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New Addresses: Poems

 
 
 
 
New Addresses: Poems
Author: Kenneth Koch
ISBN 13: 9780375709128
ISBN 10: 375709126
Edition: Reprint
Publisher: Knopf
Publication Date: 2001-10-30
Format: Paperback
Pages: 88
List Price: $18.95
 
 

Kenneth Koch, who has already considerably "stretched our ideas of what it is possible to do in poetry" (David Lehman), here takes on the classic poetic device of apostrophe, or direct address. His use of it gives him yet another chance to say things never said before in prose or in verse and, as well, to bring new life to a form in which Donne talked to Death, Shelley to the West Wind, Whitman to the Earth, Pound to his Songs, O'Hara to the Sun at Fire Island.  

Koch, in this new book, talks to things important in his life — to Breath, to World War Two, to Orgasms, to the French Language, to Jewishness, to Psychoanalysis, to Sleep, to his Heart, to Friendship, to High Spirits, to his Twenties, to the Unknown. He makes of all these "new addresses" an exhilarating autobiography of a most surprising and unforeseeable kind.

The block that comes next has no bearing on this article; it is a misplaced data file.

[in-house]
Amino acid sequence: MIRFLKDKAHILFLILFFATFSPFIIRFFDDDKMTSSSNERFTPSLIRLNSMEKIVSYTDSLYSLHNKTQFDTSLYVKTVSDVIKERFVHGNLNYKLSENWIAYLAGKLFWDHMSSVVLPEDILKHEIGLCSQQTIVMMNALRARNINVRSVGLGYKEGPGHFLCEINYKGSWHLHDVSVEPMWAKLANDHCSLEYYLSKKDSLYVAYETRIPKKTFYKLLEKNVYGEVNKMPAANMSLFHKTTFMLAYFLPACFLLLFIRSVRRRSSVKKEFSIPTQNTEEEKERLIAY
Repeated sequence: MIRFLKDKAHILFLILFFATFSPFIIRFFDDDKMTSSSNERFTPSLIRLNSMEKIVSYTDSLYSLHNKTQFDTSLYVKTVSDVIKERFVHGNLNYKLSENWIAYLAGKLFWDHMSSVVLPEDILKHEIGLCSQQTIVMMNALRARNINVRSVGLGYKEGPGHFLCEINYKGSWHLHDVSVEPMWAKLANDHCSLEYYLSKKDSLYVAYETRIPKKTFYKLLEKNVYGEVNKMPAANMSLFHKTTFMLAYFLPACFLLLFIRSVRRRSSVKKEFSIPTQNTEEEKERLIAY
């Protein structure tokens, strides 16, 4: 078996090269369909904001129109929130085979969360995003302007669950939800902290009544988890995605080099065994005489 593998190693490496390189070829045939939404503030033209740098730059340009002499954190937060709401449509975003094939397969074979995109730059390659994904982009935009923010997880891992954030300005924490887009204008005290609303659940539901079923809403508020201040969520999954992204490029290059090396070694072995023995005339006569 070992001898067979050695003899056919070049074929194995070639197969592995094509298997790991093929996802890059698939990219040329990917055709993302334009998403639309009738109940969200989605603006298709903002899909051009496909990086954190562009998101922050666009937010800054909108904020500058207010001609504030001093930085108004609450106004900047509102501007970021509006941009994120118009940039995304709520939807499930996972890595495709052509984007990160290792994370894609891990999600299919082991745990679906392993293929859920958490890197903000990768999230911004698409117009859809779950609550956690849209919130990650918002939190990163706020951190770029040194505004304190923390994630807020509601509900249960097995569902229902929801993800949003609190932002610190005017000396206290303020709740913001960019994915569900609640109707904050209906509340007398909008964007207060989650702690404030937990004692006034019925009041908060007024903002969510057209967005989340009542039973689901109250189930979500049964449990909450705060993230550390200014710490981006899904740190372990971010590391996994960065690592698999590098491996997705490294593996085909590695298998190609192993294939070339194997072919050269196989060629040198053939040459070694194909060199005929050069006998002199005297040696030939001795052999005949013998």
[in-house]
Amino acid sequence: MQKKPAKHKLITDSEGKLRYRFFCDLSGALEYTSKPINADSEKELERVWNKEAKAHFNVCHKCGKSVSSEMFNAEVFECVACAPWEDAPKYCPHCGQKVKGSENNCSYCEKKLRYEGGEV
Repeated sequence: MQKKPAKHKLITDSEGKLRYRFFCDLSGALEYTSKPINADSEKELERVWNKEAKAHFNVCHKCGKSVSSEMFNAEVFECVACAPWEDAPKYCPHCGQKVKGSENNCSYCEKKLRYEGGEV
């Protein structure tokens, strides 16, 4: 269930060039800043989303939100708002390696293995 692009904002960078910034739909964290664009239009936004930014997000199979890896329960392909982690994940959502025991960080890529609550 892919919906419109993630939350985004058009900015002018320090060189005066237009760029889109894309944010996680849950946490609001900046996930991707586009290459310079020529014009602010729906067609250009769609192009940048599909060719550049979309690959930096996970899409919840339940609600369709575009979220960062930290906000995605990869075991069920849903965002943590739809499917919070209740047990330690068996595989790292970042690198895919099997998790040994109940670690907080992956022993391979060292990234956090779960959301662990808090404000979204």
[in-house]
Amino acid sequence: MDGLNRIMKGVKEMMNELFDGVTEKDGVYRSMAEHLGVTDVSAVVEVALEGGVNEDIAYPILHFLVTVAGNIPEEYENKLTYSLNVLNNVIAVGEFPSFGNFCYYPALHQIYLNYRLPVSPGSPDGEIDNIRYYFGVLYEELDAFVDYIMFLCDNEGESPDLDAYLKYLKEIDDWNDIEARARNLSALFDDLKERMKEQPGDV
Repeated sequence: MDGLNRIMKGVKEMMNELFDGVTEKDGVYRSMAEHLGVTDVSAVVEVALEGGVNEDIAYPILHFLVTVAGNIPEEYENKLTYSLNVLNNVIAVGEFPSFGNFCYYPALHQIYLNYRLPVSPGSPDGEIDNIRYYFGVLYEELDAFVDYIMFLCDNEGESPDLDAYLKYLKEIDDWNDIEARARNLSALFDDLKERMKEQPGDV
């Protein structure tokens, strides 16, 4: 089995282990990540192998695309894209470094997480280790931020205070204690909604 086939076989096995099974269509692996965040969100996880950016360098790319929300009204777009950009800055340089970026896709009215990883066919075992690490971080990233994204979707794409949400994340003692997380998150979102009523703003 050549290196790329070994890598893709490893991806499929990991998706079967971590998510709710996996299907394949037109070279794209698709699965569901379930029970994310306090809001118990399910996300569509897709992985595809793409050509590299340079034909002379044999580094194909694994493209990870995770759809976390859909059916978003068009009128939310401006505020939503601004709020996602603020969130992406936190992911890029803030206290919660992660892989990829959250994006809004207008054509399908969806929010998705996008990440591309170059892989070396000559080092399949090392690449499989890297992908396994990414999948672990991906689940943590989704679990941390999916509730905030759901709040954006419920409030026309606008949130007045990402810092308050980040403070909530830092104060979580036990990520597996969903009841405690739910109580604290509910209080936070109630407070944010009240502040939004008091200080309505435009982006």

Library Journal

"How can I ever say what's in my heart/ While imitating the head butts of a rhinoceros," the prolific Koch asks in "To Kidding Around," one of 50 poems in this new collection. For Koch, one mechanism of getting things said directly seems to be in keeping his poems short (with less space for his trademark antics). Readers who respect Koch's writing but aren't moved by the clown guise have been waiting for a book such as this. Yet Koch's gimmick-prone methodology is still very much in evidence: the "addresses" of the title are literal, the speaker accusing, praising, or querying abstract concepts, emotions, bits of himself, and his past. In short: self-revelation, protected by a somewhat corny "you." At its best, as in "To The Roman Forum," the outward focus becomes a means of handling sentimentality. The resulting poems vary greatly, from the clear emotional buildup of "To My Father's Business" (reminiscent of David Ignatow's early work) or "To Jewishness" to the zany mindlessness of "To Testosterone" or "To Jewishness and China." Recommended for most poetry collections, this is a perfect introduction for new readers.--Rochelle Ratner, formerly with "Soho Weekly News," New York Copyright 2000 Cahners Business Information.\